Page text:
Bending 304 stainless steel

I have 304 stainless steel bars. They are 3/16" thick by 1.5" wide (9 feet each). I have a plan to use them to make a pickup truck bed
extension. My question is, can this 304 steel be bent to a relatively small radius (I would say 1" radius), and also, can it be done without a "bender".
i
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Ignoramus29180 wrote:

If you use heat, 300 series ss is easy to bend and can be bent in *very* tight radiuses without using a bender. (Please note the twistwork in the hook of this hoofpick <
http://www.katyforge.com/hoofpk3.jpg ) IME, the forging/bending window is rather narrow: 300 series bends easiest at a bright red going yellow; it starts falling apart at a bright yellow and won't move much at a dull red.
--
Tom Stovall, CJF
Farrier-Artist-Blacksmith
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Sorry, I cannot get it red hot, all I have is propane torches with $2 propane bottles.
i
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On Mon, 23 Oct 2006 13:53:12 +0000 (UTC), Ignoramus29180

No heat, you'll have to use brute force with a bender. And brute force gets you bends in the straight sections you didn't want, and might even cause cracking at the bend.
You just might have to break down and get yourself an Oxy-Acetylene rig for a heat source, Iggy... A Rosebud tip would be exactly the 'hot ticket' you need to warm that bar stock right up.
And if you scrounge, it can be done cheap. (He says with a straight face to the guy with the four Mil-surplus Diesels in his side yard...)
Rosebuds and big cutting tips usually call for the big bottles. You could use a "medium sized" 'B' Acetylene/50CF O2 rig, but you would need to stop and wait an hour between heating each bend because of the 1/7 per hour rate-of-draw limit on the Acetylene bottle.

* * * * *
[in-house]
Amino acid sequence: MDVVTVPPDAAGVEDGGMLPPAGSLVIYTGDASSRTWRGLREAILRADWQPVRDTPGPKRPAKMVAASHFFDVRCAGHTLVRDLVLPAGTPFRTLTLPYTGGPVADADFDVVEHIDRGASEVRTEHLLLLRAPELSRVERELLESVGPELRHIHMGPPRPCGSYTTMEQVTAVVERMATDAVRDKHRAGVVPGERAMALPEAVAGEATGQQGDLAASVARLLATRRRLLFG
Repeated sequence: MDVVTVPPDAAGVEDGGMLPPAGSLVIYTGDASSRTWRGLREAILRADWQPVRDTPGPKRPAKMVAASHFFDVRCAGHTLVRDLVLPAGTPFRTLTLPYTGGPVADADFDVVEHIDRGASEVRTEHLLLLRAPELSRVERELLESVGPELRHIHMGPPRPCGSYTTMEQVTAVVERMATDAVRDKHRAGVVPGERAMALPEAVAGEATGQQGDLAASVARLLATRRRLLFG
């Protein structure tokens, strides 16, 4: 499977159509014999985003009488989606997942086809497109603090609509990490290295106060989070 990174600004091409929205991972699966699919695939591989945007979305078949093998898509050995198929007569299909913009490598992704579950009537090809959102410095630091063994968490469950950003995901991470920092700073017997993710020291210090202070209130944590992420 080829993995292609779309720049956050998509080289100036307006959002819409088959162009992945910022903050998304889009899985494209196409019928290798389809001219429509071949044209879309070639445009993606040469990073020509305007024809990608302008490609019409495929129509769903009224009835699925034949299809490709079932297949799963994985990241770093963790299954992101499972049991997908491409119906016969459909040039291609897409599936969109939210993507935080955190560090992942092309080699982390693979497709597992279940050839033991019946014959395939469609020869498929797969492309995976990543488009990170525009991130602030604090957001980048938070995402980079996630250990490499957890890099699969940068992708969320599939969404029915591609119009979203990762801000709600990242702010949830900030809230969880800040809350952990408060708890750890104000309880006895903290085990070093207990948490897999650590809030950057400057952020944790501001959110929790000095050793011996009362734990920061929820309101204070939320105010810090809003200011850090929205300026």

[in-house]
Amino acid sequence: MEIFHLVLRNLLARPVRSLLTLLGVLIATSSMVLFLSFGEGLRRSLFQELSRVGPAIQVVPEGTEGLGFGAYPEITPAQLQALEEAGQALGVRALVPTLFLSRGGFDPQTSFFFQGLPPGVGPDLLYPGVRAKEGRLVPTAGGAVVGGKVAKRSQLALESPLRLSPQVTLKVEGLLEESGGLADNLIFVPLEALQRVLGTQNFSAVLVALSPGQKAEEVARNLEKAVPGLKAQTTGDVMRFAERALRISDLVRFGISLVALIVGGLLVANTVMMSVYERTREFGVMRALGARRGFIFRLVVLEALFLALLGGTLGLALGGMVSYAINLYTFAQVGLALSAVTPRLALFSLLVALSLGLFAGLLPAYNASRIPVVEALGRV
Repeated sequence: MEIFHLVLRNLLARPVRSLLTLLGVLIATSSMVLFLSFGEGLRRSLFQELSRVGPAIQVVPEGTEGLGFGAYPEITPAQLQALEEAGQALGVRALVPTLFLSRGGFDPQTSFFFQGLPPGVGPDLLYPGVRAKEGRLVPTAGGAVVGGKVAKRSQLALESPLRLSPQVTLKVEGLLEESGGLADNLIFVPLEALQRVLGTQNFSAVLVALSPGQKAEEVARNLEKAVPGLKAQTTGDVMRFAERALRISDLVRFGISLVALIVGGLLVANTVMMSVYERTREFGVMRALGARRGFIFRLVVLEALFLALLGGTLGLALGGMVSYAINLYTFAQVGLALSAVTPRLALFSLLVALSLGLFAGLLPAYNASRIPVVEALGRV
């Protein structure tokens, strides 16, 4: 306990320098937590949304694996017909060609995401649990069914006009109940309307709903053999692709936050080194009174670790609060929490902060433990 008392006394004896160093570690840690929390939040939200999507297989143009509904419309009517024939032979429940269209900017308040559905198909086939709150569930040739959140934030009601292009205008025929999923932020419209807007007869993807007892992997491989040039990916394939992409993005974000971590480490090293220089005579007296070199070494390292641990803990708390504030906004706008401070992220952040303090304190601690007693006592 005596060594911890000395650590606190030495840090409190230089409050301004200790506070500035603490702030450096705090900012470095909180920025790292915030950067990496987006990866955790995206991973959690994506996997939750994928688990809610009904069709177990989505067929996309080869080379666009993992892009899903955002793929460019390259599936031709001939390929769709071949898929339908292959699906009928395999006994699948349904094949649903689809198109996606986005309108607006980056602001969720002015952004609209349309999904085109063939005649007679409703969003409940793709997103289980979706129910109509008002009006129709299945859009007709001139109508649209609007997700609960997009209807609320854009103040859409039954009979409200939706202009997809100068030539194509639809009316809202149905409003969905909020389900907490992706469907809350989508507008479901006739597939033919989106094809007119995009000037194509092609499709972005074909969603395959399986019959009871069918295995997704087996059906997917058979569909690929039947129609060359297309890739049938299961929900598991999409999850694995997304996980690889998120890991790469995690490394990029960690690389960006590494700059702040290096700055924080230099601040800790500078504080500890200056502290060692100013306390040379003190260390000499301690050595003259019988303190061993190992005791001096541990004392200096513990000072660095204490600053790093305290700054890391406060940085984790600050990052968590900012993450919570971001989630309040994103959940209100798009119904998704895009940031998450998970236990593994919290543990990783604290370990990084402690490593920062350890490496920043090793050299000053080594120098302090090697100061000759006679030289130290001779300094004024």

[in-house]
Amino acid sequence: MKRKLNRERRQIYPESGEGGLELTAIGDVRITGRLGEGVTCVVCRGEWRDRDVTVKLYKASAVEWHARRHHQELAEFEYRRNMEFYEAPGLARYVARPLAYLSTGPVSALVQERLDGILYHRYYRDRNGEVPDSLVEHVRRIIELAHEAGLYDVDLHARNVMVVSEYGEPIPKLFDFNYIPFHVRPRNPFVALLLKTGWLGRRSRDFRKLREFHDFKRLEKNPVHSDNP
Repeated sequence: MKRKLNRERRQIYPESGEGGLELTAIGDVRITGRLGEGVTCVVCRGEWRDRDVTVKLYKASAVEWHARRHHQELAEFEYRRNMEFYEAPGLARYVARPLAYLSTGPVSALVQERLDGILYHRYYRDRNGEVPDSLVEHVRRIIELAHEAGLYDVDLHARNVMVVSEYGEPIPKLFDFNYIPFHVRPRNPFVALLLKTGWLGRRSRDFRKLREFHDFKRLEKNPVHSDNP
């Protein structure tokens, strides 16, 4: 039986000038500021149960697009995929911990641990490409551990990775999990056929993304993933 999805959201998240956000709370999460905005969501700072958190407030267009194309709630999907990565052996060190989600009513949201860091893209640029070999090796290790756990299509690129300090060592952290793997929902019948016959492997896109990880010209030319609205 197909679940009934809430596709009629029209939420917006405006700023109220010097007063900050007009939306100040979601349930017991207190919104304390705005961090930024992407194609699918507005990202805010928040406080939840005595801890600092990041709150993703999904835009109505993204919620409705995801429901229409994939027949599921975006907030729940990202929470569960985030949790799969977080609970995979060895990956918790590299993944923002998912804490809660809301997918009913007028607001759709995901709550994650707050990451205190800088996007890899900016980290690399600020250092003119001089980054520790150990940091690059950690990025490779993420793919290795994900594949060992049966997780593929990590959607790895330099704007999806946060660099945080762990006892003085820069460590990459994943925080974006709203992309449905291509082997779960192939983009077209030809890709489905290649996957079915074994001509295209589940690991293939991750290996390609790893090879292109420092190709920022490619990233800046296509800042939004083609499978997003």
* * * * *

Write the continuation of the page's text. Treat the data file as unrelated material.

Forget about a "MC"/20CF "Porta-Torch" kit, you'll get one good "Poof!" and that'll be about it from that set of bottles. They are meant for brazing AC Lines in tight spaces, and that's about it.
--<< Bruce >>--
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On Mon, 23 Oct 2006 17:53:57 GMT, Bruce L Bergman

Bruce, thanks a lot... You see... I did buy a O/A set for $50 two years ago. But I was afraid of acetylene and had no space, so I sold it for the same amount to my mechanical genius friend. Who is very happy with it, his weldor buddy says they do not even make them like that anymore, but unfortunately he is 3 hours away.
I could cut the steel and simply tig weld it, but that would make sharp corners, which, I think, would not look as good, but that could be fine with me.
i
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For simple heating/cutting (not welding) why not use Propane instead of Acetyline?
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Bruce L. Bergman wrote: